Drag shows targeted by right-wing groups every 2.5 days, GLAAD report says
The states with the most threats and demonstrations against drag events in 2022 were Texas, North Carolina and Illinois.
In 2022, drag events in America were targeted by homophobic protesters a whopping 38 percent of the year — or every 2.5 days. That’s according to the Gay & Lesbian Alliance Against Defamation, or GLAAD for short, a nongovernmental organization that monitors the media.
The Los Angeles Blade reports that GLAAD, which initially was established to counter defamatory coverage of gay and lesbian demographics and their media and entertainment portrayals, released data last week supporting those figures documenting the rise of anti-gay activity.
Many of these assaults turned violent, like the recent mass shooting at Club Q in Colorado Springs.
“There is clear and present danger against our community and threats… we really haven’t seen it at this level in over a decade, if ever,” GLAAD president and CEO Sarah Kate Ellis said on a recent “Takeaway” podcast, The Blade reported.
Right-wing media outlets like Fox News Channel and The Daily Wire and social media accounts such as Libs Of TikTok targeted and physically protested against a number of the drag events.
They frequently exaggerated what would happen at planned drag events, painting them as unsafe for kids and capable of inciting negativity.
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The states that saw the most threats and demonstrations against drag events in 2022 were Texas with 20, North Carolina with 10, Illinois with eight, Tennessee and California with six each and Georgia with five.
While GLAAD — which has since expanded its media-monitoring founding to include bisexual and transgender people — recorded many menacing moments in smaller towns and cities in America’s Midwest and South, a handful of incidents also happened in hubs with larger LGBTQ populations and more inclusive communities, including four in New York.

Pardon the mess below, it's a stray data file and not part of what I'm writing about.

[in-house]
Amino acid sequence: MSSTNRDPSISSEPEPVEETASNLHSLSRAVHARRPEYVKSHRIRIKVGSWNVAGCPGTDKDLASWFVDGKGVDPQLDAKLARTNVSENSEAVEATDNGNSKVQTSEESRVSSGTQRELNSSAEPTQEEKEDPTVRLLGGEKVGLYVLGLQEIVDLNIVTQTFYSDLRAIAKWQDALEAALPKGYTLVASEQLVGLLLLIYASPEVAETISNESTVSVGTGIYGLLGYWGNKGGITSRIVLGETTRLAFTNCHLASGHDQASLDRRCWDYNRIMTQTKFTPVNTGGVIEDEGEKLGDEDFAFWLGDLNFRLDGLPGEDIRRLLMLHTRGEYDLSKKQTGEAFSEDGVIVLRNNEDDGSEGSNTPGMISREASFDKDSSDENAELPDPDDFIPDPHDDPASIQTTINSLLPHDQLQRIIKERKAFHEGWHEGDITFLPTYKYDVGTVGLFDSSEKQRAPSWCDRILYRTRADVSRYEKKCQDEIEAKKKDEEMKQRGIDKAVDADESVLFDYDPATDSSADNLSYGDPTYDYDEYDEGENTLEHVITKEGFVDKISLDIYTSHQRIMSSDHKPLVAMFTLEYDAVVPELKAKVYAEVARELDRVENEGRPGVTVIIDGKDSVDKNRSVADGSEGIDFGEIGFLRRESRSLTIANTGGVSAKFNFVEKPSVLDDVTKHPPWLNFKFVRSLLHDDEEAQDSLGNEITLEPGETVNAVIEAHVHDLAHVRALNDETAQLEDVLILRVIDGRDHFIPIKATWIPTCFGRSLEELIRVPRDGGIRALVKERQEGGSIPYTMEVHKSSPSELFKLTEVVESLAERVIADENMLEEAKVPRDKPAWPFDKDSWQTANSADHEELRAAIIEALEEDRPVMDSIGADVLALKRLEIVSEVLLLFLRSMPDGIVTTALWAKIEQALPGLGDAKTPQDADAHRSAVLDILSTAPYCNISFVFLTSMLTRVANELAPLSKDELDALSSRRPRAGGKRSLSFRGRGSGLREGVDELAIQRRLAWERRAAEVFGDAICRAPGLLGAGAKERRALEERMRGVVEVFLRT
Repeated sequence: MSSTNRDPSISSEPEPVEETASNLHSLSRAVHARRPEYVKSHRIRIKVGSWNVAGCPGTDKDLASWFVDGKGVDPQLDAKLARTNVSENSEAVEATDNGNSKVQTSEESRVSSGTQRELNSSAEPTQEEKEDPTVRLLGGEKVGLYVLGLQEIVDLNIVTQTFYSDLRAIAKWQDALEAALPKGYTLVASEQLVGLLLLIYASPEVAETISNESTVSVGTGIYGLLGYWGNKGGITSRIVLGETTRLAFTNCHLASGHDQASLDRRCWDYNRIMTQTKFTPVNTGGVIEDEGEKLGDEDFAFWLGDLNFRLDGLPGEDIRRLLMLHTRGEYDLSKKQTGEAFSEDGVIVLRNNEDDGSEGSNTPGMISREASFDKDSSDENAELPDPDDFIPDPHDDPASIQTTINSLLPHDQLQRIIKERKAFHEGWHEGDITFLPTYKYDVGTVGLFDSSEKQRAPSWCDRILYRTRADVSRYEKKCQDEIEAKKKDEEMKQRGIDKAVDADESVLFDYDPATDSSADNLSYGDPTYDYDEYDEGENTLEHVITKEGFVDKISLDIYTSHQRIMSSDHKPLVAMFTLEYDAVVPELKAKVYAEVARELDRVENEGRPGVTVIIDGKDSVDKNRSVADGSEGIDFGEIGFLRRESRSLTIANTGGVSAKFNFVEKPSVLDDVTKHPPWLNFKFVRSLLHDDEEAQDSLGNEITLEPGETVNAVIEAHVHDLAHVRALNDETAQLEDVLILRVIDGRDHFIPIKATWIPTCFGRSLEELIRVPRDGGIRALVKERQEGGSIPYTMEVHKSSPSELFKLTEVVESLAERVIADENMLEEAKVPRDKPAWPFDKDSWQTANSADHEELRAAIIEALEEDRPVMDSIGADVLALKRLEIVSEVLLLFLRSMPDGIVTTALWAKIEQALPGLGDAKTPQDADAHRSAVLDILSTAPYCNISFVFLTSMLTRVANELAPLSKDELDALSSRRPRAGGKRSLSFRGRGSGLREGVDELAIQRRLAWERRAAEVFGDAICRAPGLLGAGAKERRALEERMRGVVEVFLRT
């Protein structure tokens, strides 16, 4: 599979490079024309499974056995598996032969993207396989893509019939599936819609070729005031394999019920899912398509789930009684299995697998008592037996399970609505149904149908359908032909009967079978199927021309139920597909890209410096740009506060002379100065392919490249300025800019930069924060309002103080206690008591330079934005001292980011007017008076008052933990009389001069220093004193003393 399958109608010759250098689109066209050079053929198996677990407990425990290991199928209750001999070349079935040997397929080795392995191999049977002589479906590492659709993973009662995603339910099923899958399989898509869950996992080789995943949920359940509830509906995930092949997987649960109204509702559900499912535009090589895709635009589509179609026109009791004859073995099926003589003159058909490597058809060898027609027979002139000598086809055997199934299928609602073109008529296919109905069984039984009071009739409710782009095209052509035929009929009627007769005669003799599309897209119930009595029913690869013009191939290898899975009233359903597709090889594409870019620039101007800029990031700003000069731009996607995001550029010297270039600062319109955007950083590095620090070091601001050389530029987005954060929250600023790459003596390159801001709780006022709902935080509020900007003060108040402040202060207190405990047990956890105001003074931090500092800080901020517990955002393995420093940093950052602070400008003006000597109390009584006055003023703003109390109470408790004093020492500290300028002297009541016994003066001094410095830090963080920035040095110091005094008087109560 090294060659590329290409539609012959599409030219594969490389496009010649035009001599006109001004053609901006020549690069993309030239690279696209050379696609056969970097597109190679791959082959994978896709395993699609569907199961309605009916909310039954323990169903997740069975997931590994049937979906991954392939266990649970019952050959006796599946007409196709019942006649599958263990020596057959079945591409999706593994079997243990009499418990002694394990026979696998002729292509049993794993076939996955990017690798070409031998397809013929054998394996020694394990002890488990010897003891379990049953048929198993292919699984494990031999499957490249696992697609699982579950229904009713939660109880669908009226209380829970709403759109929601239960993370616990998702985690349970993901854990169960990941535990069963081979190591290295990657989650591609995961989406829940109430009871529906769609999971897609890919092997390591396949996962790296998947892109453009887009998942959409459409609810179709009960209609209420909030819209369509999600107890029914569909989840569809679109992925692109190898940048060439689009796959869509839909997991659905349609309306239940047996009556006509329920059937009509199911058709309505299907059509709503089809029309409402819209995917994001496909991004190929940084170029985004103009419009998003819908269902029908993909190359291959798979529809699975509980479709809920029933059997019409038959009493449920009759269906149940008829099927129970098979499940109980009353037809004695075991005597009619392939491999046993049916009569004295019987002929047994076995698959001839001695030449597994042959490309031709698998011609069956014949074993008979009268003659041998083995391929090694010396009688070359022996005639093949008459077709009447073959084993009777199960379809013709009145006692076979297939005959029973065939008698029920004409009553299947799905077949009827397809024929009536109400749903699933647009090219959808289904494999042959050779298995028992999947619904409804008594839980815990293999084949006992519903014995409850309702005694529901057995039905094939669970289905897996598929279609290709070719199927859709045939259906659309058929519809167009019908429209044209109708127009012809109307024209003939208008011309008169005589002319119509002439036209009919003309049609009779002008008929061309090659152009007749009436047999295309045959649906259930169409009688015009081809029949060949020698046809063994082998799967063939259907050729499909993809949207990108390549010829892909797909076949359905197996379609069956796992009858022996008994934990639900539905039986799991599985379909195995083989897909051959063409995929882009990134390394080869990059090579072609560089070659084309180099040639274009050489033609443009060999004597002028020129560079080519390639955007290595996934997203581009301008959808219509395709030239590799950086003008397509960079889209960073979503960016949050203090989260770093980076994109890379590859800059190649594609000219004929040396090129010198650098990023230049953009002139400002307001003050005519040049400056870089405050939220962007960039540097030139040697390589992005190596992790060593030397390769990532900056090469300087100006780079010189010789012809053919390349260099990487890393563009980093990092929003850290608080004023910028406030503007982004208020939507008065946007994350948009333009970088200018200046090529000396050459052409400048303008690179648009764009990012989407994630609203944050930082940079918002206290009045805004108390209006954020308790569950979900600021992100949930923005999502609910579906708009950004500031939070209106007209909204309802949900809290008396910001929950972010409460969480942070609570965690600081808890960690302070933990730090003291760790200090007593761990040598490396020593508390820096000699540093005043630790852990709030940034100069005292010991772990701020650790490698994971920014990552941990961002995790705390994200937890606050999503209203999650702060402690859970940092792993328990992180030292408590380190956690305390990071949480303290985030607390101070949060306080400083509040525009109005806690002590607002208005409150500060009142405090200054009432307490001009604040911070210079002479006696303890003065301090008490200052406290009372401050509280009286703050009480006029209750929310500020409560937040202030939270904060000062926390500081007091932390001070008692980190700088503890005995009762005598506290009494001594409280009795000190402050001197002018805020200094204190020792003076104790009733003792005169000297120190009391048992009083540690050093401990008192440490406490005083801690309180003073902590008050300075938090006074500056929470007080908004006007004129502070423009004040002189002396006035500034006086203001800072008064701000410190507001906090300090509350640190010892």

Violence or the use of weapons was present in numerous occurrences involving extremist organizations, including the Proud Boys, Patriot Front and local white nationalist groups.
Someone sent a bomb threat via email to a South Carolina local news station, alleging that there were multiple bombs put at a restaurant hosting a drag brunch and that they would murder the performers and patrons if discovered.
In Ohio, a church hosted a drag story hour that was protested by about 50 Proud Boys extremists wearing full face masks, helmets, flak jackets and long weapons. In Arlington, Texas, alleged Proud Boys obstructed sidewalks at many LGBTQ-inclusive events while falsely accusing participants of being “pedophiles.”
In Katy, Texas, armed protesters disrupted a drag bingo fundraiser by saluting in the Nazi fashion. Local authorities in Memphis, Tennessee, said Proud Boys were among the armed protesters who showed up before a scheduled drag show at the Museum of Science and Industry in September, prompting the last-minute cancellation of the event.
In June, police in Couer d’Alene, Idaho, detained 31 Patriot Front members who had come to the city from 10 states equipped with smoke grenades and riot gear to oppose a Pride celebration singled out online by Libs of TikTok.
GLAAD also examined legislative initiatives to limit or outlaw drag in states like Texas, Tennessee, Florida, Michigan, Idaho and Arizona. Extremist legislators typically used neighborhood drag events as the impetus for new legislation that would outlaw open drag performances, such as those at Pride festivals, or prohibit minors from viewing drag artists, even at educational library events like “Drag Story Hour.”
Additionally, there has reportedly been a notable increase in protests and threats of violence in Canada directed toward drag events and performances, the most recent occurring in Kelowna, British Columbia, early this month.
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